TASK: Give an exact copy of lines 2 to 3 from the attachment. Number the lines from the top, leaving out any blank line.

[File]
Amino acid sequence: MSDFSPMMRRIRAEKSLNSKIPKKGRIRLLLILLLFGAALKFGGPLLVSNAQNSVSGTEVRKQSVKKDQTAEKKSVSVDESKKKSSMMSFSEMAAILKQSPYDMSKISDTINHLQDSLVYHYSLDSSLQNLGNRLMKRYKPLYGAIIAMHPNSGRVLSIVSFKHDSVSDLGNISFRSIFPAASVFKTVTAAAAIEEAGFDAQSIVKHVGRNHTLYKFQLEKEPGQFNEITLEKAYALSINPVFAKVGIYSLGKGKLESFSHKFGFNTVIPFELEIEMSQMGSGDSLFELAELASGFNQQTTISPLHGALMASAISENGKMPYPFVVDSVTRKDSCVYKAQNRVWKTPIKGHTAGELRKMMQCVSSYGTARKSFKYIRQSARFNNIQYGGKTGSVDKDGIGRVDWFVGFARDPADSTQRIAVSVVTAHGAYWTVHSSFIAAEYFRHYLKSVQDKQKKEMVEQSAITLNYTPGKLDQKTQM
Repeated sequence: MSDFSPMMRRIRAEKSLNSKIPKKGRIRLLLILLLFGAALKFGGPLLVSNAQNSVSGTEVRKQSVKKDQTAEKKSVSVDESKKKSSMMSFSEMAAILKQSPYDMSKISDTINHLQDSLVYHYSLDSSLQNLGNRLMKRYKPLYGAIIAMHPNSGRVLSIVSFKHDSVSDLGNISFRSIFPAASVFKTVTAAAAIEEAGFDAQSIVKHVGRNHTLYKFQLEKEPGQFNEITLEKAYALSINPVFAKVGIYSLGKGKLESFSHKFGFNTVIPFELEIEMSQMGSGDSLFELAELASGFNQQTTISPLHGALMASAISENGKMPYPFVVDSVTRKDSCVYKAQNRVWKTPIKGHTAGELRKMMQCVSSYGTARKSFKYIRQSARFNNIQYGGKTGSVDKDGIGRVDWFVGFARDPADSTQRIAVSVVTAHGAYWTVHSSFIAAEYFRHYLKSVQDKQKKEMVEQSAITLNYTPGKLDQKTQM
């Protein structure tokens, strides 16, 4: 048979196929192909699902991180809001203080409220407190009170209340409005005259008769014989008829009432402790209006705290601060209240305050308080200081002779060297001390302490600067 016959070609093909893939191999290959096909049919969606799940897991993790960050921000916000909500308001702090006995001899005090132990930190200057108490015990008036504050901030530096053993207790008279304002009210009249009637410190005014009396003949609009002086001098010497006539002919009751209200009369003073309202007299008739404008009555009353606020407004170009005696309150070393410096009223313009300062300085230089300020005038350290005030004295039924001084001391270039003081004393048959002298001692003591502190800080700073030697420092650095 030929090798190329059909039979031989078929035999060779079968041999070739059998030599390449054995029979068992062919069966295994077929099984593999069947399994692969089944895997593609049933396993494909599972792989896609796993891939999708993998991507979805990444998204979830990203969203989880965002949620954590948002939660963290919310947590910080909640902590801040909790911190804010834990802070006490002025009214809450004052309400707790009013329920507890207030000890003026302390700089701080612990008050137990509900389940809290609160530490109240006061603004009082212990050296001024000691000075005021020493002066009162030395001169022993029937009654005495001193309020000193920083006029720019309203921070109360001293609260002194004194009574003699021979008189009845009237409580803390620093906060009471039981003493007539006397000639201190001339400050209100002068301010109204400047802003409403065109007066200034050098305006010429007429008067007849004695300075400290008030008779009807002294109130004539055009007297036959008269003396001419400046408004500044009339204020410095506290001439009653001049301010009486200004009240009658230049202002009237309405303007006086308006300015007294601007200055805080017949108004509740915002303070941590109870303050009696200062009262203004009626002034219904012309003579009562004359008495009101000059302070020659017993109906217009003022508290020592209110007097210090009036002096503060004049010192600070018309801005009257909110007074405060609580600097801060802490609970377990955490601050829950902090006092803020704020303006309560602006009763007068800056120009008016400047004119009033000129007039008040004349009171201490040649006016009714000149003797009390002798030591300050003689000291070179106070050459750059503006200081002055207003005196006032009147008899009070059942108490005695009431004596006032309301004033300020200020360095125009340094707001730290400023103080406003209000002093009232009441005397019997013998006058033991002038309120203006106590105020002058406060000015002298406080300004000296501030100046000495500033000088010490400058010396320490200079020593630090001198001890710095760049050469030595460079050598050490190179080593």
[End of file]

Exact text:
Repeated sequence: MSDFSPMMRRIRAEKSLNSKIPKKGRIRLLLILLLFGAALKFGGPLLVSNAQNSVSGTEVRKQSVKKDQTAEKKSVSVDESKKKSSMMSFSEMAAILKQSPYDMSKISDTINHLQDSLVYHYSLDSSLQNLGNRLMKRYKPLYGAIIAMHPNSGRVLSIVSFKHDSVSDLGNISFRSIFPAASVFKTVTAAAAIEEAGFDAQSIVKHVGRNHTLYKFQLEKEPGQFNEITLEKAYALSINPVFAKVGIYSLGKGKLESFSHKFGFNTVIPFELEIEMSQMGSGDSLFELAELASGFNQQTTISPLHGALMASAISENGKMPYPFVVDSVTRKDSCVYKAQNRVWKTPIKGHTAGELRKMMQCVSSYGTARKSFKYIRQSARFNNIQYGGKTGSVDKDGIGRVDWFVGFARDPADSTQRIAVSVVTAHGAYWTVHSSFIAAEYFRHYLKSVQDKQKKEMVEQSAITLNYTPGKLDQKTQM
């Protein structure tokens, strides 16, 4: 048979196929192909699902991180809001203080409220407190009170209340409005005259008769014989008829009432402790209006705290601060209240305050308080200081002779060297001390302490600067 016959070609093909893939191999290959096909049919969606799940897991993790960050921000916000909500308001702090006995001899005090132990930190200057108490015990008036504050901030530096053993207790008279304002009210009249009637410190005014009396003949609009002086001098010497006539002919009751209200009369003073309202007299008739404008009555009353606020407004170009005696309150070393410096009223313009300062300085230089300020005038350290005030004295039924001084001391270039003081004393048959002298001692003591502190800080700073030697420092650095 030929090798190329059909039979031989078929035999060779079968041999070739059998030599390449054995029979068992062919069966295994077929099984593999069947399994692969089944895997593609049933396993494909599972792989896609796993891939999708993998991507979805990444998204979830990203969203989880965002949620954590948002939660963290919310947590910080909640902590801040909790911190804010834990802070006490002025009214809450004052309400707790009013329920507890207030000890003026302390700089701080612990008050137990509900389940809290609160530490109240006061603004009082212990050296001024000691000075005021020493002066009162030395001169022993029937009654005495001193309020000193920083006029720019309203921070109360001293609260002194004194009574003699021979008189009845009237409580803390620093906060009471039981003493007539006397000639201190001339400050209100002068301010109204400047802003409403065109007066200034050098305006010429007429008067007849004695300075400290008030008779009807002294109130004539055009007297036959008269003396001419400046408004500044009339204020410095506290001439009653001049301010009486200004009240009658230049202002009237309405303007006086308006300015007294601007200055805080017949108004509740915002303070941590109870303050009696200062009262203004009626002034219904012309003579009562004359008495009101000059302070020659017993109906217009003022508290020592209110007097210090009036002096503060004049010192600070018309801005009257909110007074405060609580600097801060802490609970377990955490601050829950902090006092803020704020303006309560602006009763007068800056120009008016400047004119009033000129007039008040004349009171201490040649006016009714000149003797009390002798030591300050003689000291070179106070050459750059503006200081002055207003005196006032009147008899009070059942108490005695009431004596006032309301004033300020200020360095125009340094707001730290400023103080406003209000002093009232009441005397019997013998006058033991002038309120203006106590105020002058406060000015002298406080300004000296501030100046000495500033000088010490400058010396320490200079020593630090001198001890710095760049050469030595460079050598050490190179080593």